• Anterior Cruciate Ligament (ACL), Posterior Cruciate Ligament (PCL), Medial Collateral Ligament (MCL), and Lateral Collateral Ligament (LCL) are crucial for joint stability, each connecting the bones and bracing the joint against unusual movement.


  • Quadriceps Tendon: This tendon connects the quadriceps muscles to the patella.
  • Patellar Tendon: Extending from the patella to the tibia, this tendon facilitates straightening of the knee.


  • Quadriceps Muscles: These are powerful extensors of the knee joint.
  • Hamstring Muscles: Located at the back of the thigh, these muscles help in bending the knee.


  • These small sacs of fluid cushion the outside of the knee joint and reduce friction between the bones, muscles, and tendons.

Function of the Knee

The primary function of the knee joint is to facilitate movement, particularly straightening and bending, which are crucial for basic activities such as walking, running, sitting, and standing. Additionally, the knee joint plays a vital role in supporting the body’s weight in both static (standing) and dynamic (walking or running) postures.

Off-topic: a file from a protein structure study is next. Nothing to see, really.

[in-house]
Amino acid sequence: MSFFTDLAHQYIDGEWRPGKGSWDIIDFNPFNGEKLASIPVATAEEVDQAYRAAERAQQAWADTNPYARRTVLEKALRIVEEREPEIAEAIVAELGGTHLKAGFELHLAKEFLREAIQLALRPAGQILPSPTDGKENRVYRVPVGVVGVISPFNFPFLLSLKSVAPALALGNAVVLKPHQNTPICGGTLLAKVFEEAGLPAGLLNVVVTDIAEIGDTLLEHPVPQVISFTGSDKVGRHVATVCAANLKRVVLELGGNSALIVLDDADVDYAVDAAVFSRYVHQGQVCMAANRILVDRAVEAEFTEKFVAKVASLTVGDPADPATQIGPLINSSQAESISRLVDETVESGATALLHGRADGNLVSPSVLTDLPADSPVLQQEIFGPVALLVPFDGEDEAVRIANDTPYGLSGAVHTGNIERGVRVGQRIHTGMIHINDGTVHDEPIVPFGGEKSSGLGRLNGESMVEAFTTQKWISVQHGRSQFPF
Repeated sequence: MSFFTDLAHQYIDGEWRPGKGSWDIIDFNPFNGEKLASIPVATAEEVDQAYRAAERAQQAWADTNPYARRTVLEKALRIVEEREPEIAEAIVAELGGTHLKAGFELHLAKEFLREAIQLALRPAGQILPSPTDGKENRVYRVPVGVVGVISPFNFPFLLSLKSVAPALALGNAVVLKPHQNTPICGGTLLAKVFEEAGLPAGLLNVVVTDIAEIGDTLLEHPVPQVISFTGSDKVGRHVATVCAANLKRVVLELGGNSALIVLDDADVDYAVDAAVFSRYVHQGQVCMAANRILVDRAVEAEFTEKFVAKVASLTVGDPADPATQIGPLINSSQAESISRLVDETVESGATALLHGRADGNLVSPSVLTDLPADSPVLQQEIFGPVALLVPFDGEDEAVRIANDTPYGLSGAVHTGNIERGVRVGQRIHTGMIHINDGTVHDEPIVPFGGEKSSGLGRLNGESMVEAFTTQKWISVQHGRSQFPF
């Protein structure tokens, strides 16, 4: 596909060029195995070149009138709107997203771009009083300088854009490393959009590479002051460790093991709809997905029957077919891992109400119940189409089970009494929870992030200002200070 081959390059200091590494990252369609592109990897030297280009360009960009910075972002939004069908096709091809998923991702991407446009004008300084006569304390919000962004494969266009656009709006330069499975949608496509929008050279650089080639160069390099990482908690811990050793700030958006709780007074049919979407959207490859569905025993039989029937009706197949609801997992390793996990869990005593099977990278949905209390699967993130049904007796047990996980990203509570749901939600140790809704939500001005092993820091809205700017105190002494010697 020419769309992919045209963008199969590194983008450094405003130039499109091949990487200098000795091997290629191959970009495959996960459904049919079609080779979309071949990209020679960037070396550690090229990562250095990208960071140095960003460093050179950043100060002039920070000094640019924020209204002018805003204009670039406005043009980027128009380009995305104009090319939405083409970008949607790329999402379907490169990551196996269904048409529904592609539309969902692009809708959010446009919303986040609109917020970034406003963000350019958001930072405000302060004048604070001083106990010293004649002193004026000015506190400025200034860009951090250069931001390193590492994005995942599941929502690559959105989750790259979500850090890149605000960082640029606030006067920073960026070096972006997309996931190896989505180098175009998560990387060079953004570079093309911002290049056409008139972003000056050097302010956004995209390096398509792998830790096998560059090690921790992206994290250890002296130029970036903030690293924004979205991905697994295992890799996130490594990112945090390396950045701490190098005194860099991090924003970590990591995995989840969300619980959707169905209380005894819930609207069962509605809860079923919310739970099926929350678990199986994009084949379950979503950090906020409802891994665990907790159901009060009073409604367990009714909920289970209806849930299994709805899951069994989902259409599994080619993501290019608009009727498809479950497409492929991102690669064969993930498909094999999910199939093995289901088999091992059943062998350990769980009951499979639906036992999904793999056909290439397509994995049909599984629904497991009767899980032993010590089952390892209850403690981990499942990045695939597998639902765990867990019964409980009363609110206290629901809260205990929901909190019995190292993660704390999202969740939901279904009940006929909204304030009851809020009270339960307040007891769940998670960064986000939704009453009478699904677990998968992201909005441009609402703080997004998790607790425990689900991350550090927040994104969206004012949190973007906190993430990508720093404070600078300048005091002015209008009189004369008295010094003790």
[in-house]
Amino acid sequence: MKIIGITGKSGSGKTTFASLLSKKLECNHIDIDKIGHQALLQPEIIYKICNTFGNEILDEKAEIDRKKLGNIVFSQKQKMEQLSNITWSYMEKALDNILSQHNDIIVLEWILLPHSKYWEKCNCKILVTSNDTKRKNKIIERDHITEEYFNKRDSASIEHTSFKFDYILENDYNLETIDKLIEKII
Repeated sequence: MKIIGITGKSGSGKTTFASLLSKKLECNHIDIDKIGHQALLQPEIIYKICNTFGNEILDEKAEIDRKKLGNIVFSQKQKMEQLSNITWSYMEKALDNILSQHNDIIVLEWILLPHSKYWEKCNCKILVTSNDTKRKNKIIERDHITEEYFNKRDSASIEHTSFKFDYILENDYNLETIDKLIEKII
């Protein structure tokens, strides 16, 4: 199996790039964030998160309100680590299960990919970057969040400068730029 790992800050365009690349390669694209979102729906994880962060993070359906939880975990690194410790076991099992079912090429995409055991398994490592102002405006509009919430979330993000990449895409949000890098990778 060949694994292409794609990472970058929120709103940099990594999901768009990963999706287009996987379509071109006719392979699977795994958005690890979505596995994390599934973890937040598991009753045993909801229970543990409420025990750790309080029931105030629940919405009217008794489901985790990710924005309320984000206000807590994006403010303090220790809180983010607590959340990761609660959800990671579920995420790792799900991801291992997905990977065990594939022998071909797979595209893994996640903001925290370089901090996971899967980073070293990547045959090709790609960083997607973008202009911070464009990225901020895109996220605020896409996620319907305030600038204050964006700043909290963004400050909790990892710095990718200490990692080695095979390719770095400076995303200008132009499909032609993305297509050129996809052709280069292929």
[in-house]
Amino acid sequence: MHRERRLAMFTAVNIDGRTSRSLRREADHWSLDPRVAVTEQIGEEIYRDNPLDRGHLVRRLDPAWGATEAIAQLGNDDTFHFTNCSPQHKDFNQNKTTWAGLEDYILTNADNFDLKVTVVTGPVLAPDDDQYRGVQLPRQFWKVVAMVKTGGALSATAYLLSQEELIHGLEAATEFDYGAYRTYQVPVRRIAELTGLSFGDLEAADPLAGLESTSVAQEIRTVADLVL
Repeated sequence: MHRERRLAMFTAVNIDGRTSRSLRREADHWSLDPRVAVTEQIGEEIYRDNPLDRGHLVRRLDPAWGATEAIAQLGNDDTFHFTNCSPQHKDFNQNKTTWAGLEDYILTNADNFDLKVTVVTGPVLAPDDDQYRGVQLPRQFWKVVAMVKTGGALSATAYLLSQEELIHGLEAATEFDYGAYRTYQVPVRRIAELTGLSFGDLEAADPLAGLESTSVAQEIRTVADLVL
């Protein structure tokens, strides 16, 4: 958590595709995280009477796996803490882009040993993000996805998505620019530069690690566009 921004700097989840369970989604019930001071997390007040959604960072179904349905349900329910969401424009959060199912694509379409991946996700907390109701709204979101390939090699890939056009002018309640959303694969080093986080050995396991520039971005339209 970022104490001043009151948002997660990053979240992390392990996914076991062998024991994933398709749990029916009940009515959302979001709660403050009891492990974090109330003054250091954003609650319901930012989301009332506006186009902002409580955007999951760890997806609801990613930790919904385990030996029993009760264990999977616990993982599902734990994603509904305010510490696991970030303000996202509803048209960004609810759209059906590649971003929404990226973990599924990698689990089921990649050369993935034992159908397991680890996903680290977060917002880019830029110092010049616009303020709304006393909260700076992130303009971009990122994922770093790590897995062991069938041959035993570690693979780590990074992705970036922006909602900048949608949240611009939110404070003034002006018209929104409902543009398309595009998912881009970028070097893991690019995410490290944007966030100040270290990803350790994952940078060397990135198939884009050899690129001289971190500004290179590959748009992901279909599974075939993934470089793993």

Furthermore, the knee’s ability to slightly rotate and glide allows for more complex movements, enhancing the body’s overall agility and balance. The joint’s robust structure and complex interplay of bones, cartilage, ligaments, tendons, and muscles enable the knee to withstand substantial amounts of stress, making it a critical component in the biomechanics of the lower body.

When Do You Need A Knee Replacement

The decision to proceed with knee replacement surgery often arises from the desire to alleviate chronic knee pain and restore function, which is compromised due to various underlying conditions. These conditions lead to the deterioration or damage of the knee joint, making daily activities increasingly difficult. Below are some common indications for knee replacement.